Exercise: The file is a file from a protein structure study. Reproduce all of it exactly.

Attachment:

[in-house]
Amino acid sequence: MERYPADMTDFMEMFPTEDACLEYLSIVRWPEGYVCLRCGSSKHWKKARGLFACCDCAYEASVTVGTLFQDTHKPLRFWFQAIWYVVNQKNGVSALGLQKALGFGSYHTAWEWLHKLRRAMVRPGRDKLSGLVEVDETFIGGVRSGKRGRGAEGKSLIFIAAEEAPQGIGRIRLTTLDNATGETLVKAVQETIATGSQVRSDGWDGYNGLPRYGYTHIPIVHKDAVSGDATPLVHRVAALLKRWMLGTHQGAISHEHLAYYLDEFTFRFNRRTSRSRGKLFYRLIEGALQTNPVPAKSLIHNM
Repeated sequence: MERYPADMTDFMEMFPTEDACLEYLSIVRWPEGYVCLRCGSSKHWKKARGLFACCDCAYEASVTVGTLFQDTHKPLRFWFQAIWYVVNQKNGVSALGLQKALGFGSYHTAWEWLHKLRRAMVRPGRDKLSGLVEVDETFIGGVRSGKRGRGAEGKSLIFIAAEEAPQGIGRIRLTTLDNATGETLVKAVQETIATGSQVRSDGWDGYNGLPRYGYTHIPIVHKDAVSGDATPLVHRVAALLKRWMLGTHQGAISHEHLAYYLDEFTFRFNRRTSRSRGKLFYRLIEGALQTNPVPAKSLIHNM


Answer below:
[in-house]
Amino acid sequence: MERYPADMTDFMEMFPTEDACLEYLSIVRWPEGYVCLRCGSSKHWKKARGLFACCDCAYEASVTVGTLFQDTHKPLRFWFQAIWYVVNQKNGVSALGLQKALGFGSYHTAWEWLHKLRRAMVRPGRDKLSGLVEVDETFIGGVRSGKRGRGAEGKSLIFIAAEEAPQGIGRIRLTTLDNATGETLVKAVQETIATGSQVRSDGWDGYNGLPRYGYTHIPIVHKDAVSGDATPLVHRVAALLKRWMLGTHQGAISHEHLAYYLDEFTFRFNRRTSRSRGKLFYRLIEGALQTNPVPAKSLIHNM
Repeated sequence: MERYPADMTDFMEMFPTEDACLEYLSIVRWPEGYVCLRCGSSKHWKKARGLFACCDCAYEASVTVGTLFQDTHKPLRFWFQAIWYVVNQKNGVSALGLQKALGFGSYHTAWEWLHKLRRAMVRPGRDKLSGLVEVDETFIGGVRSGKRGRGAEGKSLIFIAAEEAPQGIGRIRLTTLDNATGETLVKAVQETIATGSQVRSDGWDGYNGLPRYGYTHIPIVHKDAVSGDATPLVHRVAALLKRWMLGTHQGAISHEHLAYYLDEFTFRFNRRTSRSRGKLFYRLIEGALQTNPVPAKSLIHNM